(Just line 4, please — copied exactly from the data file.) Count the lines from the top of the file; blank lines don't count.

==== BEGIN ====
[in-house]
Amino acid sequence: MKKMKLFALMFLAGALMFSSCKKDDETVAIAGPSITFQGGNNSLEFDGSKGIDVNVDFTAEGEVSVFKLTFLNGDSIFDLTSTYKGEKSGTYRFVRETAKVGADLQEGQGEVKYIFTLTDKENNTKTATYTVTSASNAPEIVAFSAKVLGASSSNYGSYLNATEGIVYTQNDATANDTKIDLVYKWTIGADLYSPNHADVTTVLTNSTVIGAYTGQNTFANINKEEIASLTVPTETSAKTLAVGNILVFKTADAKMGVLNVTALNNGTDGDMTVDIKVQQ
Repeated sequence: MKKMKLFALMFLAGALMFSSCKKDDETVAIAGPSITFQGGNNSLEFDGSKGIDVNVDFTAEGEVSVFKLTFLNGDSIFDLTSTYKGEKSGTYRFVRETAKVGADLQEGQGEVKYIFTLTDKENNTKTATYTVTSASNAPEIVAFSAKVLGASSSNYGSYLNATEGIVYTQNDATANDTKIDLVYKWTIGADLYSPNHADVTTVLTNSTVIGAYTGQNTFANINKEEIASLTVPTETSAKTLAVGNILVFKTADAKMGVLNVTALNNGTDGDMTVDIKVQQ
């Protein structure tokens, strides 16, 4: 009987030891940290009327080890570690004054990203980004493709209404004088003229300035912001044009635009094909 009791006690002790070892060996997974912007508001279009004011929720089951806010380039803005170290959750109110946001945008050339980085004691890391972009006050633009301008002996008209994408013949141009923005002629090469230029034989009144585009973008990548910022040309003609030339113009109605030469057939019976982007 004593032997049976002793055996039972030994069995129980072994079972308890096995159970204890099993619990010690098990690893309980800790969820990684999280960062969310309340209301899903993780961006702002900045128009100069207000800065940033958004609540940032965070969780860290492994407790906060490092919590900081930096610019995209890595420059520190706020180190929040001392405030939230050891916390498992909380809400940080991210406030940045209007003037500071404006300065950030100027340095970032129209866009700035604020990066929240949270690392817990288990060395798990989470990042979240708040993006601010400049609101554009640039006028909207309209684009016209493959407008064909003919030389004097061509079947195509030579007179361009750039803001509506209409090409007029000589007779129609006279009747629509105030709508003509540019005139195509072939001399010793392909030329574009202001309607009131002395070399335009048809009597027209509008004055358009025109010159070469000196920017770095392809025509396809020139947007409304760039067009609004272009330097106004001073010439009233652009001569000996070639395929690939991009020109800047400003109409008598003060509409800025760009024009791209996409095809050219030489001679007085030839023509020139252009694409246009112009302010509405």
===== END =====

């Protein structure tokens, strides 16, 4: 009987030891940290009327080890570690004054990203980004493709209404004088003229300035912001044009635009094909 009791006690002790070892060996997974912007508001279009004011929720089951806010380039803005170290959750109110946001945008050339980085004691890391972009006050633009301008002996008209994408013949141009923005002629090469230029034989009144585009973008990548910022040309003609030339113009109605030469057939019976982007 004593032997049976002793055996039972030994069995129980072994079972308890096995159970204890099993619990010690098990690893309980800790969820990684999280960062969310309340209301899903993780961006702002900045128009100069207000800065940033958004609540940032965070969780860290492994407790906060490092919590900081930096610019995209890595420059520190706020180190929040001392405030939230050891916390498992909380809400940080991210406030940045209007003037500071404006300065950030100027340095970032129209866009700035604020990066929240949270690392817990288990060395798990989470990042979240708040993006601010400049609101554009640039006028909207309209684009016209493959407008064909003919030389004097061509079947195509030579007179361009750039803001509506209409090409007029000589007779129609006279009747629509105030709508003509540019005139195509072939001399010793392909030329574009202001309607009131002395070399335009048809009597027209509008004055358009025109010159070469000196920017770095392809025509396809020139947007409304760039067009609004272009330097106004001073010439009233652009001569000996070639395929690939991009020109800047400003109409008598003060509409800025760009024009791209996409095809050219030489001679007085030839023509020139252009694409246009112009302010509405």